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Canada warns tourists visiting anti-gay Russia

Canada warns tourists visiting anti-gay Russia

The Canadian government is warning gay tourists visiting Russia after St Petersburg passed a gay hate bill.

Earlier this month, the governor of St Petersburg, Georgiy Poltavchenko, signed a bill into law which is designed to gag the local gay and transgender population.

Canada's Department of Foreign Affairs is now warning gay travelers to Russia to 'avoid displaying affection in public, as homosexuals can be targets of violence.'

'Canada’s ambassador has written to the Russian government to express our deep concern and, yes, we have at his request, put a travel advisory on our website,' Foreign Affairs Minister John Baird said today in parliament, according to The Toronto Star.

Baird also told parliament that the law 'runs contrary to core Canadian values of freedom of speech, of human rights and the rule of law.'

The law effectively prohibits public discussion of LGBT issues and similar rules have also been introduced in the country's Ryazan, Arkhangelsk and Kostroma regions.

Gay rights campaign group has urged holidaymakers to stay away from the city and Russia until the law is repealed.

Russia recently announced that it wants to spend $11 billion dollars in five years to attract tourists from around the world and All Out hope to hurt the popular holiday destination in the wallet.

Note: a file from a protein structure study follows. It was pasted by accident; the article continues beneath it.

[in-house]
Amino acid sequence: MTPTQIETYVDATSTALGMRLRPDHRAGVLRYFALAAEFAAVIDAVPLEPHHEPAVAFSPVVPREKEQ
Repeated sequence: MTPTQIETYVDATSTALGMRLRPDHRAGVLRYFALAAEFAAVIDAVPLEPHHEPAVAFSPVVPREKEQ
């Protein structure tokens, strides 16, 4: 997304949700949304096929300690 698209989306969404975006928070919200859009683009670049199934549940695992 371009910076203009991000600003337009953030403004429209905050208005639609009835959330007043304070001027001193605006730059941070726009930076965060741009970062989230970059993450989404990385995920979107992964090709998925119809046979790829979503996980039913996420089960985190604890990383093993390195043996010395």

'By validating a new regime of censorship and intolerance, Governor Poltavchenko has diminished the reputation of his city with the stroke of a pen,' said Andre Banks, executive director of

'Over 95,000 people have promised not to visit the "new" St Petersburg after this law goes into effect. Travel companies are considering revising their scheduled trips to the city.

'Together, we have sent a very clear message to St Petersburg and leaders like them around the world – there will be a high price to pay for advancing the cause of bigotry and intolerance.'

The St Petersburg proposals have attracted widespread criticism, including diplomatic pressure from the US State Department and Europe, a large-scale digital petition and a European Parliament resolution against them.